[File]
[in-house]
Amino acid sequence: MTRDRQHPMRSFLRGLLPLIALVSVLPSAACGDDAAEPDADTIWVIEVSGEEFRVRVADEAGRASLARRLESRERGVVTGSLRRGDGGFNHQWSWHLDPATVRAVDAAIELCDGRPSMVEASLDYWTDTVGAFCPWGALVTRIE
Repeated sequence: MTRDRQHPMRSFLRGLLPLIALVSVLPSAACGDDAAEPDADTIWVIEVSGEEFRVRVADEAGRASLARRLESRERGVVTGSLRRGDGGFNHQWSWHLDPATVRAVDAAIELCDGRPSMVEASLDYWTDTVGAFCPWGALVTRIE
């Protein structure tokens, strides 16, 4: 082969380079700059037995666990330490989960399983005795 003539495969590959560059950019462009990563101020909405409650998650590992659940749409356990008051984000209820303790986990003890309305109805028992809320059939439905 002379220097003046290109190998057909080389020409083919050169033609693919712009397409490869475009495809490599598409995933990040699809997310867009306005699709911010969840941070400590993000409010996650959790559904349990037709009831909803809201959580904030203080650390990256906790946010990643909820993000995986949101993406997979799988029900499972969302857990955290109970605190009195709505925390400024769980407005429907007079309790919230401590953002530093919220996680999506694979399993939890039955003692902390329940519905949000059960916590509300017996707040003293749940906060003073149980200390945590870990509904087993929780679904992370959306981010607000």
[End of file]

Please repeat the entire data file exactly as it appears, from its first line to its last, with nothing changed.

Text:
[in-house]
Amino acid sequence: MTRDRQHPMRSFLRGLLPLIALVSVLPSAACGDDAAEPDADTIWVIEVSGEEFRVRVADEAGRASLARRLESRERGVVTGSLRRGDGGFNHQWSWHLDPATVRAVDAAIELCDGRPSMVEASLDYWTDTVGAFCPWGALVTRIE
Repeated sequence: MTRDRQHPMRSFLRGLLPLIALVSVLPSAACGDDAAEPDADTIWVIEVSGEEFRVRVADEAGRASLARRLESRERGVVTGSLRRGDGGFNHQWSWHLDPATVRAVDAAIELCDGRPSMVEASLDYWTDTVGAFCPWGALVTRIE
């Protein structure tokens, strides 16, 4: 082969380079700059037995666990330490989960399983005795 003539495969590959560059950019462009990563101020909405409650998650590992659940749409356990008051984000209820303790986990003890309305109805028992809320059939439905 002379220097003046290109190998057909080389020409083919050169033609693919712009397409490869475009495809490599598409995933990040699809997310867009306005699709911010969840941070400590993000409010996650959790559904349990037709009831909803809201959580904030203080650390990256906790946010990643909820993000995986949101993406997979799988029900499972969302857990955290109970605190009195709505925390400024769980407005429907007079309790919230401590953002530093919220996680999506694979399993939890039955003692902390329940519905949000059960916590509300017996707040003293749940906060003073149980200390945590870990509904087993929780679904992370959306981010607000």